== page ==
5. What a great article! I am glad to see you writing about this subject in regard to Cuban Mothers and not shying away from saying it is a generalization and a truth at the same time. I have observed this very thing within the Cuban males, and I think they may be spoiled just as much, if not worse in some cases. I know because I have DATED them! In my own life, being from mixed heritage and two parents from very large families, there was only my sister and myself. We HAD to do chores, and dishes were a part of that as far back as I can remember. My sister would wash – 7 yrs older than me and I was too young to understand about germs or care enough about scrubbing properly when it came to skillets, not to mention I could hurt myself – so my job was drying and putting away. We spent that time with my sister telling stories and making me laugh. Mom spent that time upstairs being alone. Thursdays were house cleaning days and there was absolutely no way to get out of it. Not even homework could help you!
    When I went to live with Dad and step-family…still chores! One time, while leaving the house to go out with buds, my Dad asked if I’d done my chores and I lied by saying I had. I returned home at 10 pm, my Dad smiled at me and said goodnight, and I went to bed…only to find a seeping pile of dirty dishes in a trash bag IN my bed! No getting away from chores in my family.
    My Mother is a strong ( at times too strong if you ask me), independent woman who would hand me coins and tell me to go downstairs and do my own laundry. My Dad is a man who respects women. They instilled a great sense of responsibility and respect in us and we had to do our chores. They divorced. We grew up.
    What is my point in relation to your story? Well, I hate chores! I hate cleaning and the expectation that I have to do it! I wanted a Mother who did the laundry and cleaned my room for me. I want a maid too. But, I have a partner who is understanding and does not push because he knows the minute he does, I will revert to the feeling of being a slave and rebel. Just because my parents instilled good values with chores and responsibility about cleaning does not mean I will automatically LIKE… or WANT to do it!
    So…is it really about cleaning, or is it about our interpretation of it? To me the most important thing about it, is that I am grateful for a partner who grants me understanding in relation to my character defects, and that I just show my gratitude in return by picking things to do in support of OUR household. I will never have to LIKE chores! I will have someone hired to clean…one day.
    BTW, I am sooooo happy for you! Relationships are all learning curves. There are no grades…only endless chances for growth and self realization. I’m done with the bubbliness now! Big kiss

    • The result on Cuban sons is even worse. They just never cut the cord.

      It’s definitely a strange dance. Some days I don’t mind doing chores and I’m happy to do them. Other days, it feels like slavery. I think housework is wrapped up in a lot of baggage.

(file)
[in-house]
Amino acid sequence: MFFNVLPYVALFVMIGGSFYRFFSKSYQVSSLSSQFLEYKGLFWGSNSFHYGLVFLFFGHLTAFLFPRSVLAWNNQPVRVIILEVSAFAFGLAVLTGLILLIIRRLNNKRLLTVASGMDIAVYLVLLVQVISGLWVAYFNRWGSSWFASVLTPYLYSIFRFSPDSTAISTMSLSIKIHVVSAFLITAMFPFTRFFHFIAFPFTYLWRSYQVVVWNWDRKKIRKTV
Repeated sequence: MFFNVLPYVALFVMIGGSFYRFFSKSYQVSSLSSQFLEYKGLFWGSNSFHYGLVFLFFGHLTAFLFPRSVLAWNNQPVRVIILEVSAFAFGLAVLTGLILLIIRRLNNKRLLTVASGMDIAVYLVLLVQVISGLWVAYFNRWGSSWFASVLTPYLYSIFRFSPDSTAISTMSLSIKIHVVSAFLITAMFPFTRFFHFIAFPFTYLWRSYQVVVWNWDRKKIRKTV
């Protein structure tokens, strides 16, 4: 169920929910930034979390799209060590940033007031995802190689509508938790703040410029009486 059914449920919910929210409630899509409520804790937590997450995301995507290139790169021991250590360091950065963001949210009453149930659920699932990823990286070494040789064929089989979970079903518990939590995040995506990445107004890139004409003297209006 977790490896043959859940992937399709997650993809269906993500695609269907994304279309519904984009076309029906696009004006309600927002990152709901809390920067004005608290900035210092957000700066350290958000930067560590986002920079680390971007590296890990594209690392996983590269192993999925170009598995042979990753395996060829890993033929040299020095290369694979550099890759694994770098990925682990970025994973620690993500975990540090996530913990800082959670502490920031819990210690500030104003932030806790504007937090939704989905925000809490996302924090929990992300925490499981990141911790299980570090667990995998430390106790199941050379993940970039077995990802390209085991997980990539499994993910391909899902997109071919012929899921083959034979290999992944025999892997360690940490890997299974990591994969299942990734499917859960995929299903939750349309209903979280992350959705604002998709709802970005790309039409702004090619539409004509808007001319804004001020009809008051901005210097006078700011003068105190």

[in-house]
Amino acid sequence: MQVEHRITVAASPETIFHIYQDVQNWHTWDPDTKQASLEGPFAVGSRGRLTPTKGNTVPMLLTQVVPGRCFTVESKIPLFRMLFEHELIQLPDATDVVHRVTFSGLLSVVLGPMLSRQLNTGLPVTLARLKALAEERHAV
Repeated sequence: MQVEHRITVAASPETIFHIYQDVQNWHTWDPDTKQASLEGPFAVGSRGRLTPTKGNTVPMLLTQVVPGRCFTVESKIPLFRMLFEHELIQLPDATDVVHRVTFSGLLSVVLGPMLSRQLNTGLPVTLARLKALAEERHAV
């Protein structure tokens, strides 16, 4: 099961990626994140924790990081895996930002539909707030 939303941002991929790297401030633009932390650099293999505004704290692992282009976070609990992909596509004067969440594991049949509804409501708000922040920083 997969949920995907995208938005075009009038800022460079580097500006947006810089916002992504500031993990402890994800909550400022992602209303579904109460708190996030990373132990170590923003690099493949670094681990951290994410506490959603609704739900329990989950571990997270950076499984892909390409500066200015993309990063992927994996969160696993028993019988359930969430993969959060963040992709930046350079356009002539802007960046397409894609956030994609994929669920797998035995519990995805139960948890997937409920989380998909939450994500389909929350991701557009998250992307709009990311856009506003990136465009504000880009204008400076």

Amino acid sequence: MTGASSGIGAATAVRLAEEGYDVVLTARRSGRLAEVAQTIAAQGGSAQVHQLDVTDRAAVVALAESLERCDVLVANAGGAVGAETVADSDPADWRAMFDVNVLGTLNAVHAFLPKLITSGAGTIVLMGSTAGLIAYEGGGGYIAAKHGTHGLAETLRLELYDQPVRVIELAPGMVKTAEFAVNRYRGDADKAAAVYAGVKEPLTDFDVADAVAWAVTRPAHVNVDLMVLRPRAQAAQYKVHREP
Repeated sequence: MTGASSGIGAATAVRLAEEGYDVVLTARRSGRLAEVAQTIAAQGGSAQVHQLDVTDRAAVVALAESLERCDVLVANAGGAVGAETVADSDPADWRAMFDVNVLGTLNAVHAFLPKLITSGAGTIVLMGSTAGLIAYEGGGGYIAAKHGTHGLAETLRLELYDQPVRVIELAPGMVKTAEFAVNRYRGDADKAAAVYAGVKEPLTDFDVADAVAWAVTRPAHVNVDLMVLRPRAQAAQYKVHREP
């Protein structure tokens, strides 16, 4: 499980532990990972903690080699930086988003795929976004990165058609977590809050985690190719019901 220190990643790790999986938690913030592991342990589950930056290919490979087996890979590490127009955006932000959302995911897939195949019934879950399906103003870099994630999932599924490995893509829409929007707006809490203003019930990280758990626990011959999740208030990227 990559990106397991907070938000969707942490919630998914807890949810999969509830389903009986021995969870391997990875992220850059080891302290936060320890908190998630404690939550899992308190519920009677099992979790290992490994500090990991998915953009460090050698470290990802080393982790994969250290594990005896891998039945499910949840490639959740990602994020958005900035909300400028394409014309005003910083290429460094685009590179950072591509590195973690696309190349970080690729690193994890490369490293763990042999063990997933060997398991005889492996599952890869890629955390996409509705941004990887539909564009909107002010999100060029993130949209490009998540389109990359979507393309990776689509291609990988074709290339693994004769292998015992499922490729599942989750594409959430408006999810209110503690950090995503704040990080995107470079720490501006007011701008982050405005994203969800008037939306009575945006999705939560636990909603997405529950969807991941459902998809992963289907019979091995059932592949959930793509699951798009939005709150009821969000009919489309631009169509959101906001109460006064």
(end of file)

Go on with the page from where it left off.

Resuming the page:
Thanks for your kind words, Tyler 🙂

  6. Ah, housework. Hate, hate, hate it and though I’m not lazy in other areas of my life, I just HATE washing dishes (no dishwasher here in our quasi-kitchen). Also, I am messy by nature, so put me, my husband, our dog and a whole bunch of stuff into a 1 BR apt that is way too small for us and you get a disaster. Add to that the lack of storage space here and, well, you get the picture. Makes it hard to clean when you can barely see your bedroom floor due to boxes and suitcases everywhere. I think we need to move!

    • Ha! Yes, moving sometimes seems easier. I’d love to hear more about your home. I’ve heard living spaces can be pretty small in France compared to what we’re used to as Americans.

      • Yea, let’s call it my “living space.” I wouldn’t say it’s my home haha. I moved in with my husband into his 1 BR apt he had before we even met. Since we’re not sure where we’ll end up, it didn’t make sense to splurge on a move into a bigger place in the beginning. But now I’m thinking maybe that would have been better!

        Kitchens in France don’t come furnished like many do in the US. You get a sink hookup with a little cabinet and that’s about it, so all the appliances need to be purchased and if you want cabinets, you have to install them. When you move, you take your fridge and washer, etc. with you. I think in general, spaces are smaller in France, no huge bedrooms or bathrooms, but they can be found if you look. And want to pay. I’d be totally cool with a small house or just a “real” kitchen. But we rent, so no big changes planned here. I think once we know what we’ll be doing in the next couple of years in terms of location, a change will be in order. Hopefully for a place slightly bigger!! But I can’t complain too much, I lived in a tiny (but amazing) NYC apt so I can cope w/this. 😉

Leave a Reply

Your email address will not be published. Required fields are marked *

CommentLuv badge